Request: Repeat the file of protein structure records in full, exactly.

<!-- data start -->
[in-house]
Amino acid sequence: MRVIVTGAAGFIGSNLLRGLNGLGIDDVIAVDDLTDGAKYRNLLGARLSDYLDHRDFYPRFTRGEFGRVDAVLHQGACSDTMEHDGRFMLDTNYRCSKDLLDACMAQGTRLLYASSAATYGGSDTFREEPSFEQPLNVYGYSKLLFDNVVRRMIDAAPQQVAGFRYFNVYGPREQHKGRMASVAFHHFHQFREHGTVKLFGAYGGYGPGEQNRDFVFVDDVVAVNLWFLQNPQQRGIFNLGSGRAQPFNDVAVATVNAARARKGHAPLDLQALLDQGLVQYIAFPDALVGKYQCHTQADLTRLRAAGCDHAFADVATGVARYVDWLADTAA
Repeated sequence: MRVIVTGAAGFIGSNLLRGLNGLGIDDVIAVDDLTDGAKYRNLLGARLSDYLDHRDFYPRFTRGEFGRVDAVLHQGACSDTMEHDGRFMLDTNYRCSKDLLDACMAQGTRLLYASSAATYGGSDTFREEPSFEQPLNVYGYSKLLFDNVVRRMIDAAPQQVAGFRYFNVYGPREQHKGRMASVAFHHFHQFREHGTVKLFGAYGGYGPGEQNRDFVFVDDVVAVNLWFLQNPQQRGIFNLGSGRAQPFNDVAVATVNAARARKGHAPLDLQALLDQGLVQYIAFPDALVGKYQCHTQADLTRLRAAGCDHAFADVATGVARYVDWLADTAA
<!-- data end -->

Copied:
[in-house]
Amino acid sequence: MRVIVTGAAGFIGSNLLRGLNGLGIDDVIAVDDLTDGAKYRNLLGARLSDYLDHRDFYPRFTRGEFGRVDAVLHQGACSDTMEHDGRFMLDTNYRCSKDLLDACMAQGTRLLYASSAATYGGSDTFREEPSFEQPLNVYGYSKLLFDNVVRRMIDAAPQQVAGFRYFNVYGPREQHKGRMASVAFHHFHQFREHGTVKLFGAYGGYGPGEQNRDFVFVDDVVAVNLWFLQNPQQRGIFNLGSGRAQPFNDVAVATVNAARARKGHAPLDLQALLDQGLVQYIAFPDALVGKYQCHTQADLTRLRAAGCDHAFADVATGVARYVDWLADTAA
Repeated sequence: MRVIVTGAAGFIGSNLLRGLNGLGIDDVIAVDDLTDGAKYRNLLGARLSDYLDHRDFYPRFTRGEFGRVDAVLHQGACSDTMEHDGRFMLDTNYRCSKDLLDACMAQGTRLLYASSAATYGGSDTFREEPSFEQPLNVYGYSKLLFDNVVRRMIDAAPQQVAGFRYFNVYGPREQHKGRMASVAFHHFHQFREHGTVKLFGAYGGYGPGEQNRDFVFVDDVVAVNLWFLQNPQQRGIFNLGSGRAQPFNDVAVATVNAARARKGHAPLDLQALLDQGLVQYIAFPDALVGKYQCHTQADLTRLRAAGCDHAFADVATGVARYVDWLADTAA